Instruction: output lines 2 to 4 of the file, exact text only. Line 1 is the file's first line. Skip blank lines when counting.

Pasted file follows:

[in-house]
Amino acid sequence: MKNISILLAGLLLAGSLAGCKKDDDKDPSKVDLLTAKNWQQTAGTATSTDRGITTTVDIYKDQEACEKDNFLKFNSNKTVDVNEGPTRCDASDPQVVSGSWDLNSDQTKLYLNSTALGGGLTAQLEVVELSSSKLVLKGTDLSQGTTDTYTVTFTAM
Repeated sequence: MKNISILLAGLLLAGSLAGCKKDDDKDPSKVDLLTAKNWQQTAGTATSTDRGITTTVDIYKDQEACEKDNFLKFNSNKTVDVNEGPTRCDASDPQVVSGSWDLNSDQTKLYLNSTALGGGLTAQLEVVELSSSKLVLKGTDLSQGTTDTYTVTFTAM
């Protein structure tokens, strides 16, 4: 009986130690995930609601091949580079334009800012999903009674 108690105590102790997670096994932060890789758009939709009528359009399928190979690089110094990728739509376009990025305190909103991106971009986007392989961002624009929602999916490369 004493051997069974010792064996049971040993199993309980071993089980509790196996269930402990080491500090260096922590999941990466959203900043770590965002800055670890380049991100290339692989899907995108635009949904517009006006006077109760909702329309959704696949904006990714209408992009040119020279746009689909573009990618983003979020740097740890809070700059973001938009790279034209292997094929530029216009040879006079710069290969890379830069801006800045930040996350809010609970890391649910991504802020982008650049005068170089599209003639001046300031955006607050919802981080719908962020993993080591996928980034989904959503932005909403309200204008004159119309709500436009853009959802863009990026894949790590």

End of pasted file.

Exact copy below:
Amino acid sequence: MKNISILLAGLLLAGSLAGCKKDDDKDPSKVDLLTAKNWQQTAGTATSTDRGITTTVDIYKDQEACEKDNFLKFNSNKTVDVNEGPTRCDASDPQVVSGSWDLNSDQTKLYLNSTALGGGLTAQLEVVELSSSKLVLKGTDLSQGTTDTYTVTFTAM
Repeated sequence: MKNISILLAGLLLAGSLAGCKKDDDKDPSKVDLLTAKNWQQTAGTATSTDRGITTTVDIYKDQEACEKDNFLKFNSNKTVDVNEGPTRCDASDPQVVSGSWDLNSDQTKLYLNSTALGGGLTAQLEVVELSSSKLVLKGTDLSQGTTDTYTVTFTAM
């Protein structure tokens, strides 16, 4: 009986130690995930609601091949580079334009800012999903009674 108690105590102790997670096994932060890789758009939709009528359009399928190979690089110094990728739509376009990025305190909103991106971009986007392989961002624009929602999916490369 004493051997069974010792064996049971040993199993309980071993089980509790196996269930402990080491500090260096922590999941990466959203900043770590965002800055670890380049991100290339692989899907995108635009949904517009006006006077109760909702329309959704696949904006990714209408992009040119020279746009689909573009990618983003979020740097740890809070700059973001938009790279034209292997094929530029216009040879006079710069290969890379830069801006800045930040996350809010609970890391649910991504802020982008650049005068170089599209003639001046300031955006607050919802981080719908962020993993080591996928980034989904959503932005909403309200204008004159119309709500436009853009959802863009990026894949790590």